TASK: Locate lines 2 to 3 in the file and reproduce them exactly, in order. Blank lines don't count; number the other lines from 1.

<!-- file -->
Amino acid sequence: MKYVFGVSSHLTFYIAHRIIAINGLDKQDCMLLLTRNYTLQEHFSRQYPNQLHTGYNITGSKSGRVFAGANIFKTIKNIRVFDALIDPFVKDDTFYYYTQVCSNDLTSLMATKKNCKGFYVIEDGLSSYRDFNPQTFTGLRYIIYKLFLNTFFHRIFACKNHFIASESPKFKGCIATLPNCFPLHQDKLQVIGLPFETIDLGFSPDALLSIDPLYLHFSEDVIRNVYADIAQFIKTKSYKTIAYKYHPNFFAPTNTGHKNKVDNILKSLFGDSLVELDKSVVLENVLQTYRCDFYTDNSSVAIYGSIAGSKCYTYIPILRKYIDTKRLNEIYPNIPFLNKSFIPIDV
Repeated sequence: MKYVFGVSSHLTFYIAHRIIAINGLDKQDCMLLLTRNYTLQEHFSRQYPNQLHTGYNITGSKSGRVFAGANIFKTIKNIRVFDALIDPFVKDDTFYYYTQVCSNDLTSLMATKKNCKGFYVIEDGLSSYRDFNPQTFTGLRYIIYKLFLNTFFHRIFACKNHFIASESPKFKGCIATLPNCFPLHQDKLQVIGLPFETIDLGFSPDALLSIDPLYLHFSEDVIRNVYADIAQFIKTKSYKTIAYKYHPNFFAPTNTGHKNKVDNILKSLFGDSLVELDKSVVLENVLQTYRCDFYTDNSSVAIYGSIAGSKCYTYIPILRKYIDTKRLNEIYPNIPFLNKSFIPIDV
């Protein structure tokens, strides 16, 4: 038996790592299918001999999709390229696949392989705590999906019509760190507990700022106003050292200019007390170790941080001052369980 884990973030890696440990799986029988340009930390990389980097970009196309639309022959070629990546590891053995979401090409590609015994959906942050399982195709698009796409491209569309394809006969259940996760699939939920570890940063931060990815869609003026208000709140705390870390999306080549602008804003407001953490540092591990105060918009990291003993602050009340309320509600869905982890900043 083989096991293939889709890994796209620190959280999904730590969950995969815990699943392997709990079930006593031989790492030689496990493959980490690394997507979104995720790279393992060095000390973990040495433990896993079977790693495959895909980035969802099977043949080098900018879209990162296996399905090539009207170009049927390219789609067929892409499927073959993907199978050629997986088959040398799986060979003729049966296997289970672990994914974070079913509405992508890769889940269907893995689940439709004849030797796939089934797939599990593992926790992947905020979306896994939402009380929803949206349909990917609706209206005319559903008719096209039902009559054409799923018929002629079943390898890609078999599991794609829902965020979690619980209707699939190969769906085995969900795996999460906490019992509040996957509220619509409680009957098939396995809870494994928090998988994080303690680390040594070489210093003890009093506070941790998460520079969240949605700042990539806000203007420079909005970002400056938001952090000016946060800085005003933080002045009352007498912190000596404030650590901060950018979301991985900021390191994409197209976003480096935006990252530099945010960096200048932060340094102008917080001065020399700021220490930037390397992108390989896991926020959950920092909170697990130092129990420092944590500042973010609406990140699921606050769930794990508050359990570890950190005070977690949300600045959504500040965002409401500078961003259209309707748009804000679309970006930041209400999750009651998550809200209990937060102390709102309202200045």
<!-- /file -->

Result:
Repeated sequence: MKYVFGVSSHLTFYIAHRIIAINGLDKQDCMLLLTRNYTLQEHFSRQYPNQLHTGYNITGSKSGRVFAGANIFKTIKNIRVFDALIDPFVKDDTFYYYTQVCSNDLTSLMATKKNCKGFYVIEDGLSSYRDFNPQTFTGLRYIIYKLFLNTFFHRIFACKNHFIASESPKFKGCIATLPNCFPLHQDKLQVIGLPFETIDLGFSPDALLSIDPLYLHFSEDVIRNVYADIAQFIKTKSYKTIAYKYHPNFFAPTNTGHKNKVDNILKSLFGDSLVELDKSVVLENVLQTYRCDFYTDNSSVAIYGSIAGSKCYTYIPILRKYIDTKRLNEIYPNIPFLNKSFIPIDV
């Protein structure tokens, strides 16, 4: 038996790592299918001999999709390229696949392989705590999906019509760190507990700022106003050292200019007390170790941080001052369980 884990973030890696440990799986029988340009930390990389980097970009196309639309022959070629990546590891053995979401090409590609015994959906942050399982195709698009796409491209569309394809006969259940996760699939939920570890940063931060990815869609003026208000709140705390870390999306080549602008804003407001953490540092591990105060918009990291003993602050009340309320509600869905982890900043 083989096991293939889709890994796209620190959280999904730590969950995969815990699943392997709990079930006593031989790492030689496990493959980490690394997507979104995720790279393992060095000390973990040495433990896993079977790693495959895909980035969802099977043949080098900018879209990162296996399905090539009207170009049927390219789609067929892409499927073959993907199978050629997986088959040398799986060979003729049966296997289970672990994914974070079913509405992508890769889940269907893995689940439709004849030797796939089934797939599990593992926790992947905020979306896994939402009380929803949206349909990917609706209206005319559903008719096209039902009559054409799923018929002629079943390898890609078999599991794609829902965020979690619980209707699939190969769906085995969900795996999460906490019992509040996957509220619509409680009957098939396995809870494994928090998988994080303690680390040594070489210093003890009093506070941790998460520079969240949605700042990539806000203007420079909005970002400056938001952090000016946060800085005003933080002045009352007498912190000596404030650590901060950018979301991985900021390191994409197209976003480096935006990252530099945010960096200048932060340094102008917080001065020399700021220490930037390397992108390989896991926020959950920092909170697990130092129990420092944590500042973010609406990140699921606050769930794990508050359990570890950190005070977690949300600045959504500040965002409401500078961003259209309707748009804000679309970006930041209400999750009651998550809200209990937060102390709102309202200045």